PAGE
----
Rabat – On January 27, 2018, the 24th monthly dinner bringing together the American Jewish and Moroccan professionals of various backgrounds was held together in the beautiful home of one of the American Sephardi Federation’s board members, Jamil Ezra.
Over delicious food, wonderful music, and while gazing at great art piece, we mingled freely and comfortably and discussed an assortment of topics, ranging assorted cultural pursuit, international and domestic US politics, and relationship building with other countries. At the center of it all, however, was the central question: where do we go from here?
When my Moroccan co-organizer Simo Elassaoui first approached me about the idea about starting a social club for Jewish and Moroccan communities to come together once a month to network and build relationships over dinner, I jumped on it, and we started almost immediately. We have not missed a single months, though some dinners were significantly more populous than others.
One of the highlights of this project was last year’s megadinner with King Mohammed VI’s Counselor, Andre Azoulay, who is Jewish. Also present at the event were the Jewish-Algerian singer Enrico Macias, who now resides in France, and Kuwaiti singer, actress, and human rights activist Ema Shah, as well as Moroccan-born singer Neta Elkayam.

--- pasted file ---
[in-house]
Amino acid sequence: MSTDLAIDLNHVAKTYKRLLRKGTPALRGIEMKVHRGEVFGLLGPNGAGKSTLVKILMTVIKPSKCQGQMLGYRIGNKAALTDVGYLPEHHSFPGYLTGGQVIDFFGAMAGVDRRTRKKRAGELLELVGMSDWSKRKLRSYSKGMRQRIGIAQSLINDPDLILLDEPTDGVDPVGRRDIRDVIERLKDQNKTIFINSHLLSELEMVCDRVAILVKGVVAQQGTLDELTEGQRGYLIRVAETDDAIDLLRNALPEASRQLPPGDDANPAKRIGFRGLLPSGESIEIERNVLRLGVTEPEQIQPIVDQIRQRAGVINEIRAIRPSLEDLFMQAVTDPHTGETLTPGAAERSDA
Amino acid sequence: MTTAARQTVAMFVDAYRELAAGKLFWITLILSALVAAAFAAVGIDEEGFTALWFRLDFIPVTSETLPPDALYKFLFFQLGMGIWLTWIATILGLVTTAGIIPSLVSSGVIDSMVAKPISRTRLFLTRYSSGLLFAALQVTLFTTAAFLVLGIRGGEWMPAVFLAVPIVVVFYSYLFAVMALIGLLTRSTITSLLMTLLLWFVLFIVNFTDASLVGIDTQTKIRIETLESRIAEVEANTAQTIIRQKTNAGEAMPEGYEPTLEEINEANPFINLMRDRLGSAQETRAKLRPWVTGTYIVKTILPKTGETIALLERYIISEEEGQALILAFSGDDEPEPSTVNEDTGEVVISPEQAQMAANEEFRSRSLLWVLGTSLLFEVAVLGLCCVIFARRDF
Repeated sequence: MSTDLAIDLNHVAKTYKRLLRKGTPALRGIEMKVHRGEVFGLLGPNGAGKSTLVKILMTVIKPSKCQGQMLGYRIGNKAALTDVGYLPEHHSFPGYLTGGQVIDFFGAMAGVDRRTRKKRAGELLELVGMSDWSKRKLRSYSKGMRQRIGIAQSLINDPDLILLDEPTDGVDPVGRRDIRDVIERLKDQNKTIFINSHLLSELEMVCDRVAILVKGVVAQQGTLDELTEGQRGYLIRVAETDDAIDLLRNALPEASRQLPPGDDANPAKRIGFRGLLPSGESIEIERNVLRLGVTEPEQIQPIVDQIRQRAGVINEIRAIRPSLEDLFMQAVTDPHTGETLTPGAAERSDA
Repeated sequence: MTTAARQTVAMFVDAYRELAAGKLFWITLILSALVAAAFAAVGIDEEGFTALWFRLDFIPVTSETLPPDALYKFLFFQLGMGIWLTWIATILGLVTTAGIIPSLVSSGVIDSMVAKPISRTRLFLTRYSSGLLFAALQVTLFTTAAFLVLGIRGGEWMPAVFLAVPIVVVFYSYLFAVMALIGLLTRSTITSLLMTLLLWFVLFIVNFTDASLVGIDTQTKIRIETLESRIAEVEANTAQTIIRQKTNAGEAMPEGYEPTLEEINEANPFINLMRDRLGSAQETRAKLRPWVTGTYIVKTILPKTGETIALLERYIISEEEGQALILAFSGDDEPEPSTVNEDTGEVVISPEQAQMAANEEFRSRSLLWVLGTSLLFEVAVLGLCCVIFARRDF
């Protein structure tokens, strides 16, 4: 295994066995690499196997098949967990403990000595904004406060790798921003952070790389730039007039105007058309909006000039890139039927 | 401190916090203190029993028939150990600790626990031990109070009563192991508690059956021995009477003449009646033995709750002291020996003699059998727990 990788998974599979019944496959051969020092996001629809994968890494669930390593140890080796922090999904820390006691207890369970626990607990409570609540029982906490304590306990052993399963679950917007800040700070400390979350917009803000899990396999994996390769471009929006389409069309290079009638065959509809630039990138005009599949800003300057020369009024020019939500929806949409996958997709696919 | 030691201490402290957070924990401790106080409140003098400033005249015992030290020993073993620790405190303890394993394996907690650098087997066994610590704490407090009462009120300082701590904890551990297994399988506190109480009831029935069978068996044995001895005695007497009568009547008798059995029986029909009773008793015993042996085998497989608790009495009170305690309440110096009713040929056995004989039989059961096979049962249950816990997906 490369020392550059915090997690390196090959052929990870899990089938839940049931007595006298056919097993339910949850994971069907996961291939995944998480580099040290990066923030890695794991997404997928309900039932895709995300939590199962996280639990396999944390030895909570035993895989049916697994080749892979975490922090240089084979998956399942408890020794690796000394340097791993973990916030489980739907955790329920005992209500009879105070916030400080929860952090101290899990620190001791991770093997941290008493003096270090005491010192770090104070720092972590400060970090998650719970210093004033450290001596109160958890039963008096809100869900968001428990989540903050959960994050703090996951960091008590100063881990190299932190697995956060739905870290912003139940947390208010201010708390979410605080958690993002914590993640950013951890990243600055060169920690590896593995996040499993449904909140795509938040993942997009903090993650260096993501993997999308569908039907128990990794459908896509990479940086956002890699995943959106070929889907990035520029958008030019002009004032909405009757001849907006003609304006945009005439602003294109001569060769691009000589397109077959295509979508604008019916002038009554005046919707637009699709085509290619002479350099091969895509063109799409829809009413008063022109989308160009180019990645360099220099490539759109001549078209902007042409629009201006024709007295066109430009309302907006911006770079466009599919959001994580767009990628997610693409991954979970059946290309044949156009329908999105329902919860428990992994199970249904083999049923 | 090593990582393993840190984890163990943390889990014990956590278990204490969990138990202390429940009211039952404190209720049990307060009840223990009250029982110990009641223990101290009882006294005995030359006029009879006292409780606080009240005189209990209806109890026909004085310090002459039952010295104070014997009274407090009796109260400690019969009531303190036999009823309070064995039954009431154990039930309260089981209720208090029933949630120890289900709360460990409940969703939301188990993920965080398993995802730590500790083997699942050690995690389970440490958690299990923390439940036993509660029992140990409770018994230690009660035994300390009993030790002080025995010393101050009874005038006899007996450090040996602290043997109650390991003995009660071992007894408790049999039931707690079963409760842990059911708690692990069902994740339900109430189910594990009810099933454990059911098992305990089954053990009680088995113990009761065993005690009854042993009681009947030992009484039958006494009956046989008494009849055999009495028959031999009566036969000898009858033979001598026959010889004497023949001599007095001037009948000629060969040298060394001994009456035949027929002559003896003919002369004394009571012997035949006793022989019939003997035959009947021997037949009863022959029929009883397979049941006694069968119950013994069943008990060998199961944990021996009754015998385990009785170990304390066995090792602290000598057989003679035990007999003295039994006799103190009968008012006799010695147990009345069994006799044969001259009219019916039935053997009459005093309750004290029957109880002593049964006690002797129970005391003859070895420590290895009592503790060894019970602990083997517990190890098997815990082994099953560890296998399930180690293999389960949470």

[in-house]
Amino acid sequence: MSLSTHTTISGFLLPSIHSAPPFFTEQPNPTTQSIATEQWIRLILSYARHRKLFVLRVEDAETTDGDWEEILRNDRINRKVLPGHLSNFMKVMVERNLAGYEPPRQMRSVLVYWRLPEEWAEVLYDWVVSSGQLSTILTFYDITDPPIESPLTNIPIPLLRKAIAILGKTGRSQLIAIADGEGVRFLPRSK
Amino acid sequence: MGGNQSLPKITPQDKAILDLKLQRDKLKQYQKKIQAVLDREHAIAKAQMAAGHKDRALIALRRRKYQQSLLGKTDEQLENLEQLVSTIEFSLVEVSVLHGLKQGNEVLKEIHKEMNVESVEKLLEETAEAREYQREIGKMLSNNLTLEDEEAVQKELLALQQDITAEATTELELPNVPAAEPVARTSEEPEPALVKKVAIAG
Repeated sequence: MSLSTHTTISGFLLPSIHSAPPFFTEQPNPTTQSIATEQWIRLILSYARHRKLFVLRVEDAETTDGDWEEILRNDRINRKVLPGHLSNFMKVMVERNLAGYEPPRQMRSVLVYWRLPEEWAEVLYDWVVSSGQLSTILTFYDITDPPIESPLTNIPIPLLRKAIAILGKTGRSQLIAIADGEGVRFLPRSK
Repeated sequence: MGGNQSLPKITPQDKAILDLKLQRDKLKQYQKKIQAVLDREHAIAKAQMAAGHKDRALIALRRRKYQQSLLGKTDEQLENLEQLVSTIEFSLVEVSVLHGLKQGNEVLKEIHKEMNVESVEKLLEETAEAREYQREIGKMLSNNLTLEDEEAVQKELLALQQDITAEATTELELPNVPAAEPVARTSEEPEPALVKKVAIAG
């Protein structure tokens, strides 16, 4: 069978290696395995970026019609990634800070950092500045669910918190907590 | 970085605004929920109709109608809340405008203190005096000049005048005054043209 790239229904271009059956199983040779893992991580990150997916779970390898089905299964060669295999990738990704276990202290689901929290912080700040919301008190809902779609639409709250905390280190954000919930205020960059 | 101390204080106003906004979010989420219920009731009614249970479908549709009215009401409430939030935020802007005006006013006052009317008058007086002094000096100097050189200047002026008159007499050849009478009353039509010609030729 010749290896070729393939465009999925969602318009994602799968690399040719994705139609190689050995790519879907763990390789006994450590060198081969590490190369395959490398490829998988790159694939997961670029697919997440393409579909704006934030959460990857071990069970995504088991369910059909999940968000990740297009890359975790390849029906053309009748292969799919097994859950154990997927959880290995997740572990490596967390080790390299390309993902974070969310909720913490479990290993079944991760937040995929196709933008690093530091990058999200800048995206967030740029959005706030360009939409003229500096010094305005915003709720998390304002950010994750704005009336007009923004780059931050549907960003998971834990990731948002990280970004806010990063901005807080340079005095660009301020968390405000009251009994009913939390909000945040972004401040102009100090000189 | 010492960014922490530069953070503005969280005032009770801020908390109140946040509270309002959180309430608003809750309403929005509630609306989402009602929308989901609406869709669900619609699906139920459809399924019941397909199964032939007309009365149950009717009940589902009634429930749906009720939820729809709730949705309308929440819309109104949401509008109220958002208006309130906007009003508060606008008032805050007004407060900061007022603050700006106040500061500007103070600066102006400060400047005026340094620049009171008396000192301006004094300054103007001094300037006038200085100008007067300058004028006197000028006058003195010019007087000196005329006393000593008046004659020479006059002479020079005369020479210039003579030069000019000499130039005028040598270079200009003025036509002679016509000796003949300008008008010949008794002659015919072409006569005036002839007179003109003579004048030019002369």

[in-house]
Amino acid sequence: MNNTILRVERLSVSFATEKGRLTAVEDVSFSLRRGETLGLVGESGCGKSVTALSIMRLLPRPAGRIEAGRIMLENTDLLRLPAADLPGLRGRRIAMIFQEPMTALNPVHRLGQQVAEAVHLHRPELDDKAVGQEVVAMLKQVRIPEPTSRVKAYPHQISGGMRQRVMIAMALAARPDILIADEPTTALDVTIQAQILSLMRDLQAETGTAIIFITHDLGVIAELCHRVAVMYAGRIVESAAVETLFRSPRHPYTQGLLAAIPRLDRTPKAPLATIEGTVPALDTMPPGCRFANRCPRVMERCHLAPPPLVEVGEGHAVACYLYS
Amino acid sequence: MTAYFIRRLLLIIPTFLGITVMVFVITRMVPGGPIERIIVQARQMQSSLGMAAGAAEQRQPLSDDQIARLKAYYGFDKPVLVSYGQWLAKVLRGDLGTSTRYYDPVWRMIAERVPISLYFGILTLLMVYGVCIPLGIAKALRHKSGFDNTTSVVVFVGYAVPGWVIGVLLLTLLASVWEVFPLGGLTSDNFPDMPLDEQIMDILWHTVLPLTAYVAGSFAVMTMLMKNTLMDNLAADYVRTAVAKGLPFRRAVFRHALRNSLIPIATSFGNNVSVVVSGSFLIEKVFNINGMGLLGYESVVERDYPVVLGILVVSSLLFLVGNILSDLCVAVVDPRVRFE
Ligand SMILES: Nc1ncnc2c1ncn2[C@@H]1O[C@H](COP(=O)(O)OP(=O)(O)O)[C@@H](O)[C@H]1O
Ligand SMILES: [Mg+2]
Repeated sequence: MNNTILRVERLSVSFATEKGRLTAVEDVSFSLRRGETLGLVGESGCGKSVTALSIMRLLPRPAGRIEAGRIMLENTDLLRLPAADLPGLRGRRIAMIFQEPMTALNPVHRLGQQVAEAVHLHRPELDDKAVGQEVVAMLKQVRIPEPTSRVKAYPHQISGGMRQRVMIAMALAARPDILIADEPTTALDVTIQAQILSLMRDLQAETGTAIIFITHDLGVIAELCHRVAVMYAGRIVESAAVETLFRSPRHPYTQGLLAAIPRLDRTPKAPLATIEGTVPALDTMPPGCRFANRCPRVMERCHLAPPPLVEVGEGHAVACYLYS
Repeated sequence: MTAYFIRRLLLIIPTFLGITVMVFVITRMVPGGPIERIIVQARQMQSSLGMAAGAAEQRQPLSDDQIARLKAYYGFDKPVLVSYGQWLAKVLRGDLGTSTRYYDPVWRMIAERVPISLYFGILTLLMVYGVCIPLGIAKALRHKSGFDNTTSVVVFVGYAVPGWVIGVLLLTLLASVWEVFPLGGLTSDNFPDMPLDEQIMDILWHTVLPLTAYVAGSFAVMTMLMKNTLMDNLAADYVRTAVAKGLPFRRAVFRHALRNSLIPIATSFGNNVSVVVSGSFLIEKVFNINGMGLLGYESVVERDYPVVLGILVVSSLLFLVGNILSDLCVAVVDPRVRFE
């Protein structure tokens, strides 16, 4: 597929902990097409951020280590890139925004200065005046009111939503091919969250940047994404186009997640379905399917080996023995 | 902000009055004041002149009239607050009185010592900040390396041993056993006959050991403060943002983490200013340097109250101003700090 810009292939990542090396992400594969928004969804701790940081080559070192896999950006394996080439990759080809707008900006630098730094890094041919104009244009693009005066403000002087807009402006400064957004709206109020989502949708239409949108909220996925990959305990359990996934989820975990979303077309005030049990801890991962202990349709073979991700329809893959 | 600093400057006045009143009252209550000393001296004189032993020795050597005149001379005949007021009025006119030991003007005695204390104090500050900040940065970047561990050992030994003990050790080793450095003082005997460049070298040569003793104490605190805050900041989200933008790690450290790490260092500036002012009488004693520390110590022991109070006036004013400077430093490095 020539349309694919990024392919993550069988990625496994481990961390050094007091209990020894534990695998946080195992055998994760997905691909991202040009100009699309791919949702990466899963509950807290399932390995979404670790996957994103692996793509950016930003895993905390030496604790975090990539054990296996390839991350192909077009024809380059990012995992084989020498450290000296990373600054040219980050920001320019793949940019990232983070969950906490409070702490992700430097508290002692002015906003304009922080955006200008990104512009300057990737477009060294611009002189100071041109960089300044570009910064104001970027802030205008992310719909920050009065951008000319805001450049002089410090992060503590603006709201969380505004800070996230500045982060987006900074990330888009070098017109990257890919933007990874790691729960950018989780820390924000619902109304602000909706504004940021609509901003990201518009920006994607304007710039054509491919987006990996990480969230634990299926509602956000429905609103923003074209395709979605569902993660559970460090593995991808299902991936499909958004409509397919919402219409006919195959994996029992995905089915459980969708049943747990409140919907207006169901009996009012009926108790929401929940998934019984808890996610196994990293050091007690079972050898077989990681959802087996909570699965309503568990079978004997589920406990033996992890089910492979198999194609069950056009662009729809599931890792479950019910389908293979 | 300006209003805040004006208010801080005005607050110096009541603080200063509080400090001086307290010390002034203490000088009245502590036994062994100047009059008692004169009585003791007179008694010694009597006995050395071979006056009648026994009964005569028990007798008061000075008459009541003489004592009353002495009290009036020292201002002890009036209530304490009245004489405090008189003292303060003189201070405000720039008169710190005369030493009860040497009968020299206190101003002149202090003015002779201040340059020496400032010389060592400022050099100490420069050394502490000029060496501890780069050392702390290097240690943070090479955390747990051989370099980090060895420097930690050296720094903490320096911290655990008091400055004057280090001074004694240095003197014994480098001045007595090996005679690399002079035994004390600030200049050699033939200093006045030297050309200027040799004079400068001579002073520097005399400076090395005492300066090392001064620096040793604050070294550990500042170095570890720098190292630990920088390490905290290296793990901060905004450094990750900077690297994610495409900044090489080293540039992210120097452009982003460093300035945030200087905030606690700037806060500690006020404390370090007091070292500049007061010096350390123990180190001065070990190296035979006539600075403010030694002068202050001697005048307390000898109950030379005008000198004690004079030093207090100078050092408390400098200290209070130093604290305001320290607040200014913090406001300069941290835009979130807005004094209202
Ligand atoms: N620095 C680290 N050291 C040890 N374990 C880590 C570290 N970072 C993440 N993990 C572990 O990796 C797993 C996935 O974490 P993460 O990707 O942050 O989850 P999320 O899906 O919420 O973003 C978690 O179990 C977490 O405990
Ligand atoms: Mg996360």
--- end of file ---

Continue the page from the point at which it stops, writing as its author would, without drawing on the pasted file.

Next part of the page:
The three performers united for a magnificent concert at the American Sephardi Federation’s Morocco-themed opening night of the ASF annual Sephardic Film Festival, celebrating its 20th anniversary. It was a spectacular success. That dinner was quite a surprise, because we were expecting approximately 40 people, but ended up with 68. We have dined in a variety of restaurants, in homes of some of the members, and in December 17, even celebrated the New Year early with our dinner at a Moroccan community event, complete with delicious Moroccan buffet, live music and singing, and very vivacious dancing.
Acquaintances and networking gave rise to real friendships. And the monthly meetings became a lot more than just a way to explore new cultures or to find an outlet for off-the-record honest conversations that may not have been possible in more mixed settings.
Eventually, we began to see that not only we were looking forward to seeing each other at these regular gatherings, but the sense of community was building up and becoming quite real – and perhaps the time came to do something more with what we had, to take it to the next level. Recently, we finally became a New York State not-for-profit organization, focused on social and educational activity.